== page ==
The UK is one of the worst affected countries in Europe with infections exceeding 400,000 as deaths have reached 42,268. Scientists around the world have been working to find a vaccine for the deadly virus.
Government sources also said they predicted that a full program – which would exclude children – could take six months or less after approval.
A source told The Times: “We’re looking at over six months and it’s likely to be a lot shorter than that.”
The vaccine developed by the University of Oxford alongside pharmaceutical giant AstraZeneca is the most advanced of those backed by Great Britain.
Since April, human trials have been underway and there are hopes that it could be approved by regulators by Christmas.
Pascal Soriot, boss of the British anti-drug group, said: “Then, of course, it depends on how quickly the regulator will review and give its approval.
“So we could still have a vaccine by the end of this year or maybe early next year.”
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Ministers plan to change the law to allow a vaccination program to begin before the end of the year after they have already ordered 100 million doses of the Oxford vaccine.
Although this is a promising sign, before it can be deployed it will need to be approved by UK regulators and may also require approval from the European Medicines Agency.
However, Nilay Shah, head of the chemical engineering department at Imperial College London, warned that just because there is a vaccine does not mean everyone will be vaccinated within a month.
He said: “Even when the vaccine is available, it does not mean that everyone will be vaccinated within a month.
“We’re talking about six months, nine months… a year.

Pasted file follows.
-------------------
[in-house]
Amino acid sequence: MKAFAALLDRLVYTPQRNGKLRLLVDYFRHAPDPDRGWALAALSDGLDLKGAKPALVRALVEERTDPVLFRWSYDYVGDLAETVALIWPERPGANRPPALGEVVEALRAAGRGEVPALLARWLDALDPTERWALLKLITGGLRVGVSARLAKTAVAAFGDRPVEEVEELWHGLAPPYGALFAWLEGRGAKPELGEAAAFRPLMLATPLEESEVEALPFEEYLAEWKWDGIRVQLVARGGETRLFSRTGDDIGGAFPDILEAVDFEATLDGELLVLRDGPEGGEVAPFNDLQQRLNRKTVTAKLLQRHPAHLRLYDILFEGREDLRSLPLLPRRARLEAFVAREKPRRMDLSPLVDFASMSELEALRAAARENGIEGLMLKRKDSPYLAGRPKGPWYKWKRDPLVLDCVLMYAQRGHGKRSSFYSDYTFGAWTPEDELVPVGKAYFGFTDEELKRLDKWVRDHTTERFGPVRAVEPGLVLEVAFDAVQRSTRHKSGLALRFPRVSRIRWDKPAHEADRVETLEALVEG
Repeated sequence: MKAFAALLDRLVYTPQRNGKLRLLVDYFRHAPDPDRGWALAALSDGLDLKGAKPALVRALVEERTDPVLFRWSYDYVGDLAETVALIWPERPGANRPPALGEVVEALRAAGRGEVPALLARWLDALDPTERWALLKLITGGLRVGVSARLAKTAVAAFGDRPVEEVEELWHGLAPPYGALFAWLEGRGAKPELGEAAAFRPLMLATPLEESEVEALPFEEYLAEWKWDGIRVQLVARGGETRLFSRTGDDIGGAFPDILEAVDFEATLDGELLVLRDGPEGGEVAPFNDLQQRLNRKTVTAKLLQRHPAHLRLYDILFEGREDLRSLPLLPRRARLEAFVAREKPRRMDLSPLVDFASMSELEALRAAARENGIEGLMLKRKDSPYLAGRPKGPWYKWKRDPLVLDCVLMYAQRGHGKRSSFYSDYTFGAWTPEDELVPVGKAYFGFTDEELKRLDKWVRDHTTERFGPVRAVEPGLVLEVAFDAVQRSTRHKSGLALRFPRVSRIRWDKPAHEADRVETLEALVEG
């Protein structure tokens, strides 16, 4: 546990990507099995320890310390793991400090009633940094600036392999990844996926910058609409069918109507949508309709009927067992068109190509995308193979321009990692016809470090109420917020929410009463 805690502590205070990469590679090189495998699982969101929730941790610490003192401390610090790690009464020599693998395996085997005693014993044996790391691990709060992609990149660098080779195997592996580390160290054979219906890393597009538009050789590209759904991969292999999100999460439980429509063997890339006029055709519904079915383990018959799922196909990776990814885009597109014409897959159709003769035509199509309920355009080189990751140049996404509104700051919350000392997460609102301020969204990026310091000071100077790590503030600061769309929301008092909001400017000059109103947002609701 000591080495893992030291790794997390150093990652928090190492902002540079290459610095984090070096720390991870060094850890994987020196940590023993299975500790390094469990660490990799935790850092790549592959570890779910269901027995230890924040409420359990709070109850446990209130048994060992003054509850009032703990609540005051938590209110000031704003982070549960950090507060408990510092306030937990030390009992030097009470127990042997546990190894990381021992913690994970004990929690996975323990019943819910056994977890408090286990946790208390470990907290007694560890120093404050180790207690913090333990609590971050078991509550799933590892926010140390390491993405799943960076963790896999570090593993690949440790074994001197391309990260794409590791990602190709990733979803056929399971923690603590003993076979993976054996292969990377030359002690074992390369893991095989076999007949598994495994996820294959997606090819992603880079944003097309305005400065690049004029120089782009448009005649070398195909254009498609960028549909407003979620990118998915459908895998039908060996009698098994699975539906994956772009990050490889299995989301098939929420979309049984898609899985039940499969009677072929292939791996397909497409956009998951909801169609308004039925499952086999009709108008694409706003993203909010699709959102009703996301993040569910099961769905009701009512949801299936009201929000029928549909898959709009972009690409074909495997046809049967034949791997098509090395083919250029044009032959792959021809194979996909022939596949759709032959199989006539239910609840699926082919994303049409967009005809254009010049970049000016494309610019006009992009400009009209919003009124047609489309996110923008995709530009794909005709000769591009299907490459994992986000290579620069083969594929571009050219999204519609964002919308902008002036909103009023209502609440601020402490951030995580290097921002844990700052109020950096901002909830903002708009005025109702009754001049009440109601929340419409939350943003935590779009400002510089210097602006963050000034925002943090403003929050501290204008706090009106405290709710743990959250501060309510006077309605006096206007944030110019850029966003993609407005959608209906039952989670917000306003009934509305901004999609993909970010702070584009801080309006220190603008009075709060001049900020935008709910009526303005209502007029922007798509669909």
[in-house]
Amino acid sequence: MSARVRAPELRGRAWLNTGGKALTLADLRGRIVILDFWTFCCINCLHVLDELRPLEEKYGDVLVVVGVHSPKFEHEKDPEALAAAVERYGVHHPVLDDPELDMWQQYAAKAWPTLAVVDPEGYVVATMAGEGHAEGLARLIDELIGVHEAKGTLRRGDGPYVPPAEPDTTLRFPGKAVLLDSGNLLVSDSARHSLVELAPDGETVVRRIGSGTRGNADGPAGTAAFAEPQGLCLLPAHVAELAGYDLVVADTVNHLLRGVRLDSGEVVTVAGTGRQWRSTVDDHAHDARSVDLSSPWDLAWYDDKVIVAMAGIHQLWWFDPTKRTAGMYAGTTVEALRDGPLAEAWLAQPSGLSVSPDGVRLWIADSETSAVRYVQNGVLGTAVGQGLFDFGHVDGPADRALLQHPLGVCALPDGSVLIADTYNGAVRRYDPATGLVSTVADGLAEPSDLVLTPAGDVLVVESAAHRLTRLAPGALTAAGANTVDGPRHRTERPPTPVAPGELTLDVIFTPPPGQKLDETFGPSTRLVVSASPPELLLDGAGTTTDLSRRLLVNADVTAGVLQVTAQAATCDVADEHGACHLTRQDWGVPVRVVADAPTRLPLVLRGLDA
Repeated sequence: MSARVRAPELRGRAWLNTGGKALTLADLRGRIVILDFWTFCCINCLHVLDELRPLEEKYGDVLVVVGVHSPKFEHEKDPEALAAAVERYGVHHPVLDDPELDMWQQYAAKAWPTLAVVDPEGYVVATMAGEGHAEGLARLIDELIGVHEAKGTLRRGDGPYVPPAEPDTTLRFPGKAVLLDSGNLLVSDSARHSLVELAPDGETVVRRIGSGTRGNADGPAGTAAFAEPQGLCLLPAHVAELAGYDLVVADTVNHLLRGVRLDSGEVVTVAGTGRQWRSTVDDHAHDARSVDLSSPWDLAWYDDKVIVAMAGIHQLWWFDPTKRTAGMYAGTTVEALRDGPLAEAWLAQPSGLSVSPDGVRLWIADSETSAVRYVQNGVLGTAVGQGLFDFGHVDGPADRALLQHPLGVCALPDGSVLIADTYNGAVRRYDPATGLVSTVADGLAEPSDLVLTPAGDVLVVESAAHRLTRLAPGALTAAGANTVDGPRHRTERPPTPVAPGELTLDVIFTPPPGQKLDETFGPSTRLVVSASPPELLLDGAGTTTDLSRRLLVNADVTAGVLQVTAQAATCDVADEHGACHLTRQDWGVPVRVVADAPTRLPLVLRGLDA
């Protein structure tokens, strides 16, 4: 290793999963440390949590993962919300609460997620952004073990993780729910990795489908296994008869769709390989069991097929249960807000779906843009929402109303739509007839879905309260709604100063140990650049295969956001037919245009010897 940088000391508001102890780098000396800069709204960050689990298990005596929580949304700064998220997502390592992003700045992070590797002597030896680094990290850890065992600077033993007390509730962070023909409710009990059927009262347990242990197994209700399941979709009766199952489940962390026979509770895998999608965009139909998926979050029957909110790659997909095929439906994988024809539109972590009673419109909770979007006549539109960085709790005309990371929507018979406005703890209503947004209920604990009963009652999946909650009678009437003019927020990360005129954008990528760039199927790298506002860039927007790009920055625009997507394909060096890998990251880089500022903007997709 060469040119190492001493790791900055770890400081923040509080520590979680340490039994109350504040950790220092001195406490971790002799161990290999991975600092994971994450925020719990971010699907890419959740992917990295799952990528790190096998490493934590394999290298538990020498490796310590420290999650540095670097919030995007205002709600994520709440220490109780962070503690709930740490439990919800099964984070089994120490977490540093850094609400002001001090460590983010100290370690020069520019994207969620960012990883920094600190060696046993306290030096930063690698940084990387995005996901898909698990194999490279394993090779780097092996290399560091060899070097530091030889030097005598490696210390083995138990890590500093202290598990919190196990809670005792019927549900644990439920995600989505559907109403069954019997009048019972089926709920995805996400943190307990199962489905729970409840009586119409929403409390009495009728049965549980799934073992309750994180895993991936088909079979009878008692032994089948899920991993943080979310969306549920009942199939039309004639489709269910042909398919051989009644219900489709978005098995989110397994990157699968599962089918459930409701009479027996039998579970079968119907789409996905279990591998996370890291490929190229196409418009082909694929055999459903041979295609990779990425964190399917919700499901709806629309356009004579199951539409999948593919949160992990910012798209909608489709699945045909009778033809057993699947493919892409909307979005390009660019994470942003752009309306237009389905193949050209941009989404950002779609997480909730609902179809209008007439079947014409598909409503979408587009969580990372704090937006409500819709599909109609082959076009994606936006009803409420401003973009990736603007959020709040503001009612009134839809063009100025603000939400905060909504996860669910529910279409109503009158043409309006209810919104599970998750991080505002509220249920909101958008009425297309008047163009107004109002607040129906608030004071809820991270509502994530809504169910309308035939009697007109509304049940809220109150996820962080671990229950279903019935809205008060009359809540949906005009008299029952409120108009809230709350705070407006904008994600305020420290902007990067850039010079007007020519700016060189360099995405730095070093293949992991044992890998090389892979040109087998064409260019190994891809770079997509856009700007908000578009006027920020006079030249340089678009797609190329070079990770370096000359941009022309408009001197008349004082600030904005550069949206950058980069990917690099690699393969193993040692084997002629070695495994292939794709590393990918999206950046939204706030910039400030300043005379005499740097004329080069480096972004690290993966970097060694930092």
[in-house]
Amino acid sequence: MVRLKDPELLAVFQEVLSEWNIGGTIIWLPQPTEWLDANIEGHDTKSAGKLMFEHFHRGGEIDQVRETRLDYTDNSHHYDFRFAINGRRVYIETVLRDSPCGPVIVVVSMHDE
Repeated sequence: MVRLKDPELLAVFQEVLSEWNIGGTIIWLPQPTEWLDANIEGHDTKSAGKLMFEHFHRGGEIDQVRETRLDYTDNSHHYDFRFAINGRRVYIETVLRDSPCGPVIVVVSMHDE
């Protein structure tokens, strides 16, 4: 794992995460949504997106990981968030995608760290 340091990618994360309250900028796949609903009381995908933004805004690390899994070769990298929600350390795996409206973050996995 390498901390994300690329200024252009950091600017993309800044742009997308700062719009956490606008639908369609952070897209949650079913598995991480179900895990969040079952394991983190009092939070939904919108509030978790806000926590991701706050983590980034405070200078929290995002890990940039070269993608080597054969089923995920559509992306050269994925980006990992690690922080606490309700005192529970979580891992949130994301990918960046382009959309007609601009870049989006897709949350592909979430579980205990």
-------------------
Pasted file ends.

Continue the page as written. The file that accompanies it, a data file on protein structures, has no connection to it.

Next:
“There is no way life will suddenly return to normal in March.”
The Department of Health disputed Mr. Shah’s comments, saying, “This study does not reflect the enormous amount of planning and preparation that has taken place across the government to rapidly deploy a safe and effective COVID-19 vaccine. .
“We are confident that we have the right supply or transport, PPE and logistical expertise to deploy a COVID-19 vaccine across the country as quickly as possible.”
Globally, more than 34 million people have been infected with the virus and deaths have exceeded one million.
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8:40 a.m. update: Faith groups invited to participate in song study
Faith communities are invited to participate in a study on how singing plays a role in the spread of the coronavirus.
Participants will be asked to sing at different volumes and lasers will be used to detect and measure the droplets they produce, the BBC reported.
Researchers will then examine how many droplets are blocked by different types of facial covering.
7:50 am update: India now has highest rate of daily infections
The total number of deaths rose to 100,842, the health ministry said, while the number of infections climbed to 6.47 million after a daily increase in cases of 79,476.
India now has the highest daily rate of increase in infections in the world.
“We have seen a recent slowdown in the curve of the virus, but it may be a local peak, there may be another one to come,” said Bhramar Mukherjee, professor of biostatistics and epidemiology at the University of Michigan.
“So this will continue as a slow burning coil, that’s my hope, and we have to play the long game to keep it from being a wildfire. “